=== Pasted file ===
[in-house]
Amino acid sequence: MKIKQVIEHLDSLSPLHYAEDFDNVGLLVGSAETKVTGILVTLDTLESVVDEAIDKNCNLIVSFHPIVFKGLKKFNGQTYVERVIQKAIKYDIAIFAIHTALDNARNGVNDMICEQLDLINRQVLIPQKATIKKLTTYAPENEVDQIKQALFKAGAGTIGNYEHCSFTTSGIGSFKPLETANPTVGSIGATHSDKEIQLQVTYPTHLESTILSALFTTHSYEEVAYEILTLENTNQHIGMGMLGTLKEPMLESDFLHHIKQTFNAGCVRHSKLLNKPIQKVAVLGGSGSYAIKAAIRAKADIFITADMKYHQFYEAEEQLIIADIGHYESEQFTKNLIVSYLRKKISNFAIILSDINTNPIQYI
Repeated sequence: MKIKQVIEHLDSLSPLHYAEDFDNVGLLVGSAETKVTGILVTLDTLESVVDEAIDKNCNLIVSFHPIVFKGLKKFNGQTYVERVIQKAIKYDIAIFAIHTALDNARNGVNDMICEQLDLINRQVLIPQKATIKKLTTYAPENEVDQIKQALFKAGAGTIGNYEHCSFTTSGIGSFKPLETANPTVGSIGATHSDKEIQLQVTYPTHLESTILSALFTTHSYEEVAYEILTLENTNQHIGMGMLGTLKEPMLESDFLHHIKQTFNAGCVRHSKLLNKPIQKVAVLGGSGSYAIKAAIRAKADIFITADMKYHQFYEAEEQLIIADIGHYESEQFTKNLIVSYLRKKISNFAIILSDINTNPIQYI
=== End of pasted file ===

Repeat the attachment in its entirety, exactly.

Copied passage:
[in-house]
Amino acid sequence: MKIKQVIEHLDSLSPLHYAEDFDNVGLLVGSAETKVTGILVTLDTLESVVDEAIDKNCNLIVSFHPIVFKGLKKFNGQTYVERVIQKAIKYDIAIFAIHTALDNARNGVNDMICEQLDLINRQVLIPQKATIKKLTTYAPENEVDQIKQALFKAGAGTIGNYEHCSFTTSGIGSFKPLETANPTVGSIGATHSDKEIQLQVTYPTHLESTILSALFTTHSYEEVAYEILTLENTNQHIGMGMLGTLKEPMLESDFLHHIKQTFNAGCVRHSKLLNKPIQKVAVLGGSGSYAIKAAIRAKADIFITADMKYHQFYEAEEQLIIADIGHYESEQFTKNLIVSYLRKKISNFAIILSDINTNPIQYI
Repeated sequence: MKIKQVIEHLDSLSPLHYAEDFDNVGLLVGSAETKVTGILVTLDTLESVVDEAIDKNCNLIVSFHPIVFKGLKKFNGQTYVERVIQKAIKYDIAIFAIHTALDNARNGVNDMICEQLDLINRQVLIPQKATIKKLTTYAPENEVDQIKQALFKAGAGTIGNYEHCSFTTSGIGSFKPLETANPTVGSIGATHSDKEIQLQVTYPTHLESTILSALFTTHSYEEVAYEILTLENTNQHIGMGMLGTLKEPMLESDFLHHIKQTFNAGCVRHSKLLNKPIQKVAVLGGSGSYAIKAAIRAKADIFITADMKYHQFYEAEEQLIIADIGHYESEQFTKNLIVSYLRKKISNFAIILSDINTNPIQYI